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Pappa Charlies website: www.pappacharlies.com Twitter: @pappacharlies
The new HouBBQ scene
The first time Leslye and I came across Pappa Charlies Barbeque it was in the weeks leading up to the second Houston Barbecue Festival in 2014. We were sampling as many of the joints as we were able prior to the event, partly because we love barbecue but also because they were holding a contest that required one to take selfies at each of the joints for entrees into a drawing for VIP passes. I had googled Pappa Charlies Barbeque but found little in the way of reviews at the time so we had no idea what to expect. We arrived on March 22, 2014 at his trailer parked at Lucky’s pub in the heights with an open mind and no knowledge of the quality of his product.
What I remember from that visit initially was the houston heat. Then that telltale whiff of smoke as we neared the counter outside behind the bar. After a quick chat we grabbed our order and sat down where an umbrella gave us no real respite from the temperature. With one bite though we both knew we found something special. Pappa Charlies owner, Wes Jurena, cranks out great brisket and other proteins. In fact his brisket is one of my favorites, not just in Houston, but anywhere, with a nice heavy pepper rub and fat that is rendered excellently. The mac and cheese is also great, made with five different cheeses and finished with a bit of smoke, it is the perfect side to compliment the peppery and moist brisket.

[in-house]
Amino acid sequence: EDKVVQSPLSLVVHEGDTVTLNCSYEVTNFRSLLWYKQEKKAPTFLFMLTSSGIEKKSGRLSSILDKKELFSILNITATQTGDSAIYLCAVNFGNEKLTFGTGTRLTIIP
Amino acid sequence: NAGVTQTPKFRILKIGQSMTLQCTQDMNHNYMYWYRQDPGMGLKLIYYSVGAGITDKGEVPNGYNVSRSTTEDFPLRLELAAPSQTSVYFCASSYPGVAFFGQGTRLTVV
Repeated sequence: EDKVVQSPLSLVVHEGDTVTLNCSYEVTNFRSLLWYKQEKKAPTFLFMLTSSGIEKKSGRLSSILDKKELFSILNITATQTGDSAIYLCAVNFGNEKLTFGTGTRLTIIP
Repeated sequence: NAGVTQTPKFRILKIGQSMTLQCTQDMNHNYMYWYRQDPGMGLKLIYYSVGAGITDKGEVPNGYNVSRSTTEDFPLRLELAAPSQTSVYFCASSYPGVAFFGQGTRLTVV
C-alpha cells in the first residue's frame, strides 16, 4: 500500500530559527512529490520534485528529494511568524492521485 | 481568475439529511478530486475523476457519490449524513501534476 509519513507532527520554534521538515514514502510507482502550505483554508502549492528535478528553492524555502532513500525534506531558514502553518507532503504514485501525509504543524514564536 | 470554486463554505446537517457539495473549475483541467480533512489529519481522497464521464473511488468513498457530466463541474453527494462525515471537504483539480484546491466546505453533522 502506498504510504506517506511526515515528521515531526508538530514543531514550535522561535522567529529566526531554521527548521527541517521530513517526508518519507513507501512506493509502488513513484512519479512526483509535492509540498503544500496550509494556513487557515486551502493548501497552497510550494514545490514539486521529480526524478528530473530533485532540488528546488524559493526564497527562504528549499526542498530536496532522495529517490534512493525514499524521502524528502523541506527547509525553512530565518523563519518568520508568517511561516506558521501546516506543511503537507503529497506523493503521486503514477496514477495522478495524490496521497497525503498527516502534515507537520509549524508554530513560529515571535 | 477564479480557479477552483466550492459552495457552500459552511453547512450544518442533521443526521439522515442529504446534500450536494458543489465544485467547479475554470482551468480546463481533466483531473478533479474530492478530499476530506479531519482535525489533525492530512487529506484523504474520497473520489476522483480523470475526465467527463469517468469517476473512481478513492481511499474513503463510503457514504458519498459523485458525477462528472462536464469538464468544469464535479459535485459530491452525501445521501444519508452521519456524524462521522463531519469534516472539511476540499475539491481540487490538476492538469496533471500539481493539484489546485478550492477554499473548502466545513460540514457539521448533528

The Houston barbecue scene has made huge strides in recent years and while the large chains still draw bustling crowds it’s these little gems that are popping up and helping the change the face of Houston barbecue. There isn’t a line waiting before he opens (yet), which makes for a nice quick and delicious barbecue stop.
Even before that public start in early 2014, Jurena had been winning fans over with his hot and fast cooking method through catering gigs. In a state where low and slow is revered and chanted as the only method for brisket Jurena has championed a much faster cook while retaining moisture and flavor. Rather than the 12 – 15 hours that most say is required for good brisket, he is able to get excellent moist and flavorful results in less than half that time.
The only downside is that there is little to no smoke ring but as any true barbecue lover should know, the smoke ring is more for show than for taste. If you thought a smoke ring was the sign of flavorful barbecue, then you probably also like “fall of the bone” ribs. A smoke ring is a chemical reaction and you don’t even need smoke to get one. Toss a little Morton’s Tender Quick onto a brisket and cook it with gas and you can still get that ring.